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Aerial Photographs of Lake Superior Ice

This page contains links to a subset of scanned low altitude oblique air photos (35 mm slides) of Lake Superior ice from February-April, 1997. The photos were acquired in aerial reconnaissance flights simultaneous with RADARSAT satellite overpass and SAR image acquistion. They constitute part of a 'ground truth' data set for the radar imagery.

There is a tremendous number and variety of ice features in these photos. Most were taken from altitudes of 600-1400 m above the lake (some as high as 3000 m (Flight 7)). Photos were taken with hand-held 35 mm SLR cameras using standard slide films. The photographer leaned out the window of the four seat Cessna Skyhawk, with the plane rolling between 30 and 45 degrees to facilitate nadir shots; the navigator recorded various film and location parameters for each photo. Providing a scale for each image is difficult due to variability in camera look angle, but some general guidelines are possible. Depending on the camera look angle (close to nadir versus oblique off-nadir), horizontal dimensions typically run from approximately 500-2000 m across (horizontally) the scene.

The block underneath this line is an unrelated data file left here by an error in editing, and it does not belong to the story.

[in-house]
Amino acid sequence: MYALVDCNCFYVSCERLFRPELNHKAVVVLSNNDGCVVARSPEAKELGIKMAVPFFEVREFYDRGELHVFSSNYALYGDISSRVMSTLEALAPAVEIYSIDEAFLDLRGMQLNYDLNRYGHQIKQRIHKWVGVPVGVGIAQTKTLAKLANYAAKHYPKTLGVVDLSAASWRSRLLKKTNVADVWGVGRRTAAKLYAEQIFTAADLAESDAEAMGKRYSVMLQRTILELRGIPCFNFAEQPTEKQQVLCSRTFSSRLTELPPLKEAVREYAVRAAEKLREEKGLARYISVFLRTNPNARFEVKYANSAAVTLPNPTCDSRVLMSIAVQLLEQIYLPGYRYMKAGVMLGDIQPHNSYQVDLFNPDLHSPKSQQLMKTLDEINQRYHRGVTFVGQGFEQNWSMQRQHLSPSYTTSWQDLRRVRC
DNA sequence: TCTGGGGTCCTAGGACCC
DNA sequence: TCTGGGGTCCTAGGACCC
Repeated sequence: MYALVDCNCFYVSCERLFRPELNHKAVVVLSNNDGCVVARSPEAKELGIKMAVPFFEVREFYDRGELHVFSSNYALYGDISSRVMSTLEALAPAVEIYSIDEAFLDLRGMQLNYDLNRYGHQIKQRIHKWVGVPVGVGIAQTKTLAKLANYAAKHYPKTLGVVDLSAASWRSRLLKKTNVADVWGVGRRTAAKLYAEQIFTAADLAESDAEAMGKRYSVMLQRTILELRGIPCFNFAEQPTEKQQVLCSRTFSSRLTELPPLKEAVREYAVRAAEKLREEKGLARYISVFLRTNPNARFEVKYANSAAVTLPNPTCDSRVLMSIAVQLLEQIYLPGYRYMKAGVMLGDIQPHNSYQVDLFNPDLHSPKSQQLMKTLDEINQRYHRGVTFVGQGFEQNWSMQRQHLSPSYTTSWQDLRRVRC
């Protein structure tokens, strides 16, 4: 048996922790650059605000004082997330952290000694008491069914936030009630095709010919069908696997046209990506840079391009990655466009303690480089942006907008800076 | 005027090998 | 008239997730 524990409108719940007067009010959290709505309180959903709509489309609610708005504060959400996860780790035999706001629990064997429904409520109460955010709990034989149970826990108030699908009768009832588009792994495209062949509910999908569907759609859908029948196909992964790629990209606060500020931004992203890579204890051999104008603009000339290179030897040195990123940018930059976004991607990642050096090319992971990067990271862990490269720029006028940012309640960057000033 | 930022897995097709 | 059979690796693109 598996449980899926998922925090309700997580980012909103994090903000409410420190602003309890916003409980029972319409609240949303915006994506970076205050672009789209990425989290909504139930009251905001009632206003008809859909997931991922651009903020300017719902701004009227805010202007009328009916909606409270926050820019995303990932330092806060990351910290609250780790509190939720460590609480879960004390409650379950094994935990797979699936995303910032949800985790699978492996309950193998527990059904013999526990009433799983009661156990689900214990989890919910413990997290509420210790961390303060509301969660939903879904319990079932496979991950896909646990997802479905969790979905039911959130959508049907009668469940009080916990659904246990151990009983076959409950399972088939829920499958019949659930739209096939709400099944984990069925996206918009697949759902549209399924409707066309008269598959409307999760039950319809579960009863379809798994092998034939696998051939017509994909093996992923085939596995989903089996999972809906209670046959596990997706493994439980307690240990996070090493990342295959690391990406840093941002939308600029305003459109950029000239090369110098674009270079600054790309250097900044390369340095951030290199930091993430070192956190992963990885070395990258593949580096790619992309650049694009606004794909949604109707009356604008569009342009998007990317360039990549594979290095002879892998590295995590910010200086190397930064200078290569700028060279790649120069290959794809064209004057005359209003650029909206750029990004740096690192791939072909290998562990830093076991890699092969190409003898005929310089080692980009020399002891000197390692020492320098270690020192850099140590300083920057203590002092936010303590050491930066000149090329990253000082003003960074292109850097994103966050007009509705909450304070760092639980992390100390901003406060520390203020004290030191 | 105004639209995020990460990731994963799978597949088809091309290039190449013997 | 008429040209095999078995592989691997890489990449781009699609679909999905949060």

Student Ashok Agarwal produced this page. Professor Drew Pilant was the principal investigator for this project. Neil Harri was the pilot for all the flights. Mike Bohn performed most of the aerial photography. This site has